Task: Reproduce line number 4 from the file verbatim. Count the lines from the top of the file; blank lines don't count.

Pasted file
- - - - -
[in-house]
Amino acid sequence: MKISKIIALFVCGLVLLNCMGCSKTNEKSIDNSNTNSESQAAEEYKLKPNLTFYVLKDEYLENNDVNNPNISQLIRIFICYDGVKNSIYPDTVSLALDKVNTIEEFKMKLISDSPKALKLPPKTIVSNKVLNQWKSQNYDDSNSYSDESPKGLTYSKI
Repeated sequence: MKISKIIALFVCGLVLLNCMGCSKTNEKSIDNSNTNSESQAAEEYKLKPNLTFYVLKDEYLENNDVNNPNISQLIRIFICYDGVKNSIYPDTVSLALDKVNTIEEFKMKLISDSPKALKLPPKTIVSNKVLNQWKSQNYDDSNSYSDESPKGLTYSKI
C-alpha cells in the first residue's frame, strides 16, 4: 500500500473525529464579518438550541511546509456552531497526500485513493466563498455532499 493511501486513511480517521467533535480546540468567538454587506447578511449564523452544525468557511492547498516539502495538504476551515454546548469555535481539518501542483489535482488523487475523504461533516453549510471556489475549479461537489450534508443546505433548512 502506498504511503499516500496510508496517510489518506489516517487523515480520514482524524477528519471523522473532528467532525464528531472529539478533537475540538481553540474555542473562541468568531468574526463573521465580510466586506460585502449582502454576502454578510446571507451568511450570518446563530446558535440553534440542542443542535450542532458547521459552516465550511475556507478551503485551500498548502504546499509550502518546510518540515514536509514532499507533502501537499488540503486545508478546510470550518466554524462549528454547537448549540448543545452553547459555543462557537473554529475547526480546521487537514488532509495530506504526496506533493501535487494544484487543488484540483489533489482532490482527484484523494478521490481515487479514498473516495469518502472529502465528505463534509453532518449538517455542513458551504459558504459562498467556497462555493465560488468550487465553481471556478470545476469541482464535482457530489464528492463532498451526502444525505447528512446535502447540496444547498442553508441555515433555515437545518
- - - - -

C-alpha cells in the first residue's frame, strides 16, 4: 500500500473525529464579518438550541511546509456552531497526500485513493466563498455532499 493511501486513511480517521467533535480546540468567538454587506447578511449564523452544525468557511492547498516539502495538504476551515454546548469555535481539518501542483489535482488523487475523504461533516453549510471556489475549479461537489450534508443546505433548512 502506498504511503499516500496510508496517510489518506489516517487523515480520514482524524477528519471523522473532528467532525464528531472529539478533537475540538481553540474555542473562541468568531468574526463573521465580510466586506460585502449582502454576502454578510446571507451568511450570518446563530446558535440553534440542542443542535450542532458547521459552516465550511475556507478551503485551500498548502504546499509550502518546510518540515514536509514532499507533502501537499488540503486545508478546510470550518466554524462549528454547537448549540448543545452553547459555543462557537473554529475547526480546521487537514488532509495530506504526496506533493501535487494544484487543488484540483489533489482532490482527484484523494478521490481515487479514498473516495469518502472529502465528505463534509453532518449538517455542513458551504459558504459562498467556497462555493465560488468550487465553481471556478470545476469541482464535482457530489464528492463532498451526502444525505447528512446535502447540496444547498442553508441555515433555515437545518